service.beta.kubernetes.io/aws-load-balancer-internal: "0.0.0.0/0"

GCP:

 annotations:
   cloud.google.com/load-balancer-type = "Internal"

Configure external load balancers

You use external load balancers to access cluster components from outside the provider environment.

When you set loadbalalancer.enabled: true and add your provider domain, the installer automatically creates an external load balancer for the component at installation.

Important

When you configure an external load balancer, it is good practice to protect the endpoints using TLS.

External load balancers are configured in the global configuration file ($VALUES_FILE). In the loadBalancer: section of a Confluent Platform component, use the following parameters to configure an external load balancer for the component:

enabled
Set it to true to enable a load balancer.
type
Set to to external or omit it for an external load balancer. The load balancer defaults to an external load balancer.
domain
Set it to the provider domain where your cluster is running.
bootstrapPrefix and brokerPrefix

Use to change the default Kafka load balancer prefixes. The default bootstrap prefix is the Kafka component name (kafka), and the default Kafka broker prefix is b.

These are used for DNS entries in your domain. The bootstrap DNS name becomes <bootstrapPrefix>.<provider-domain>, and the broker DNS names become <brokerPrefix>0.<provider-domain>, <brokerPrefix>1.<provider-domain>, etc.

If these are not set, the default Kafka bootstrap DNS names is kafka.<provider-domain>, and the broker DNS names are b0.<provider-domain>, b1.<provider-domain>, etc.

As part of your network plan, you may want to change the default prefixes for each component to avoid DNS conflicts when running multiple Kafka clusters.

prefix
Use to set or update the default component (other than Kafka) DNS name. The default is the component name. If you have prefix: <myprefix>, the component DNS name is configured as <myprefix>.<provider-domain>. If prefix is not set, the component DNS name is configured to <component-name>.<provider-domain>.
annotations

Use to add application-specific or provider-specific settings. For an example of how annotations are used in this environment, see Configure internal load balancers.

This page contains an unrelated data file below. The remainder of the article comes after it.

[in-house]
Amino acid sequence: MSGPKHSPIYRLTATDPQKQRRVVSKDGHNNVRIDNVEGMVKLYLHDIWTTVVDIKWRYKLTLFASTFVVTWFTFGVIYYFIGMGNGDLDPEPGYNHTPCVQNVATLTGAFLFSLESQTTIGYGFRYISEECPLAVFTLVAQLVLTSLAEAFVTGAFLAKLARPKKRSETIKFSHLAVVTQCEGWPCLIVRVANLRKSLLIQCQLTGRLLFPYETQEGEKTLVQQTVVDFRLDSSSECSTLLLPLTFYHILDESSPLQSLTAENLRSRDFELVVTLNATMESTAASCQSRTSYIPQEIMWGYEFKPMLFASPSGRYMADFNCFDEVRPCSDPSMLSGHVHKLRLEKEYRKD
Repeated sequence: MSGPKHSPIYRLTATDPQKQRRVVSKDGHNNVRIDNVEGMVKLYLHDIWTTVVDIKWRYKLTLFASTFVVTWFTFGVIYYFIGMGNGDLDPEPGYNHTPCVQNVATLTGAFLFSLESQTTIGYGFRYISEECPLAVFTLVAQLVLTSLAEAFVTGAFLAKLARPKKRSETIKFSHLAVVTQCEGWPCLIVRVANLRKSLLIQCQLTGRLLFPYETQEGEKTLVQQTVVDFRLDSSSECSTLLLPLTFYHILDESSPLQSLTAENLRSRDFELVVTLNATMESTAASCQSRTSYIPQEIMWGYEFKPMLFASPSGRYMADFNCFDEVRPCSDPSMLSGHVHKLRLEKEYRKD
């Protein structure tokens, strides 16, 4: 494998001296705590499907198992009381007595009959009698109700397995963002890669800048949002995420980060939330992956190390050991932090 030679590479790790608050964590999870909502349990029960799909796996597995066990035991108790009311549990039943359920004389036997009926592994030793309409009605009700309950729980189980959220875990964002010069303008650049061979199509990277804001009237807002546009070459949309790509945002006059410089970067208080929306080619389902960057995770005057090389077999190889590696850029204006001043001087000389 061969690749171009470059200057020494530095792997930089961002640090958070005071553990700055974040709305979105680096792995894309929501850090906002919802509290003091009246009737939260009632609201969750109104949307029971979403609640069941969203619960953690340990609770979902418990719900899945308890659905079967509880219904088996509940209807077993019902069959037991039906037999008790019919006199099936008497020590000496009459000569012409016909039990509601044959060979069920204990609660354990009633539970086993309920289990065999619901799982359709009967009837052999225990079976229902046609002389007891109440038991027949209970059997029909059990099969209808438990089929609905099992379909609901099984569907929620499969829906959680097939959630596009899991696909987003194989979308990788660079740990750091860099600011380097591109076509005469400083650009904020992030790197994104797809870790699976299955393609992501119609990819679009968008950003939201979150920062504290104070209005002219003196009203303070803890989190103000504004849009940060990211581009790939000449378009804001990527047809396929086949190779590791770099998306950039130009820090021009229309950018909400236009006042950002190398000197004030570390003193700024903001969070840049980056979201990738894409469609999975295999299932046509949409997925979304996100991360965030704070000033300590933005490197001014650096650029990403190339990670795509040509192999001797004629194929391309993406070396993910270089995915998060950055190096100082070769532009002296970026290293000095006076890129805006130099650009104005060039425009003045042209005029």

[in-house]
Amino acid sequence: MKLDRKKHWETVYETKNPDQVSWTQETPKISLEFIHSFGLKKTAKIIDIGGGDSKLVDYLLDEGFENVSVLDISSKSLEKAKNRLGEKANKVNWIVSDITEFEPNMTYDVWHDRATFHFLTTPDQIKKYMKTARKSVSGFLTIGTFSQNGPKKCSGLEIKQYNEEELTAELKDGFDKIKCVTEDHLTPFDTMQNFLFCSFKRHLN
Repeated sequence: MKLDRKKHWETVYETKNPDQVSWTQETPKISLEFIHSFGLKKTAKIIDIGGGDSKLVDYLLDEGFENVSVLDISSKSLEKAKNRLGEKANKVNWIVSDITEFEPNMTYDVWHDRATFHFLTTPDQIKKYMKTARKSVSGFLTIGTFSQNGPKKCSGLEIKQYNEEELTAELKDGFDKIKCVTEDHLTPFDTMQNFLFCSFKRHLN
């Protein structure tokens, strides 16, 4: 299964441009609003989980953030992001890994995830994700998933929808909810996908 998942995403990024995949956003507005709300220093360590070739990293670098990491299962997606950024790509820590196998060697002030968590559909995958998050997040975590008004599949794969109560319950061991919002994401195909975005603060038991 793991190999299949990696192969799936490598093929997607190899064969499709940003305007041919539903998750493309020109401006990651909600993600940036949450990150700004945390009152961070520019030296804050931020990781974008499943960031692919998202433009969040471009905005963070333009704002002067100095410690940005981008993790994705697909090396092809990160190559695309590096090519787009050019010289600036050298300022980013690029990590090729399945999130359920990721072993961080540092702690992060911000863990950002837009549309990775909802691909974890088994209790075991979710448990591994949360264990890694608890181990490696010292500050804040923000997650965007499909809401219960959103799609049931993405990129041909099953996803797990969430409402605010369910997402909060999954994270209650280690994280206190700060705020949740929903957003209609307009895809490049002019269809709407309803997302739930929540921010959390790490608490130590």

For information about Kubernetes load balancer annotations for AWS, see Load Balancers.

You add additional parameters and annotations as needed. For example, to create a load balancer for Amazon Web Services (AWS), add the following annotation to create an internal Network Load Balancer (NLB).

loadBalancer:
  annotations:
    service.beta.kubernetes.io/aws-load-balancer-type: nlb

Following is an example section of the configuration file to set an external load balancer for Kafka:

kafka:
  loadBalancer:
    enabled: true
    domain: mydevplatform.gcp.cloud
    bootstrapPrefix: kafka-lb
    brokerPrefix: kafka-broker

Enable load balancer after installation

To add external access to Confluent Platform components after installation, you can run the upgrade command to add an external load balancer:

helm upgrade --install <component-release-name> \
  --values $VALUES_FILE \
  --namespace <namespace> \
  --set <component-release-name>.enabled=true \
  --set <component-release-name>.loadBalancer.enabled=true \
  --set <component-release-name>.loadBalancer.domain=<provider-domain> \
  ./confluent-operator

For example, to enable a load balancer for Operator in the operator namespace in the mydevplatform.gcp.cloud domain:

helm upgrade --install connectors \
  --values $VALUES_FILE \
  --namespace operator \
  --set connectors.enabled=true \
  --set connectors.loadBalancer.enabled=true \
  --set connectors.loadBalancer.domain=mydevplatform.gcp.cloud \
  ./confluent-operator

Add DNS entries

Once the external load balancers are created, you add a DNS entry associated with the public IP for each Kafka broker load balancer, the Kafka bootstrap load balancer, and any component load balancer to your provider DNS table (or whatever method you use to get DNS entries recognized by your provider environment).

Note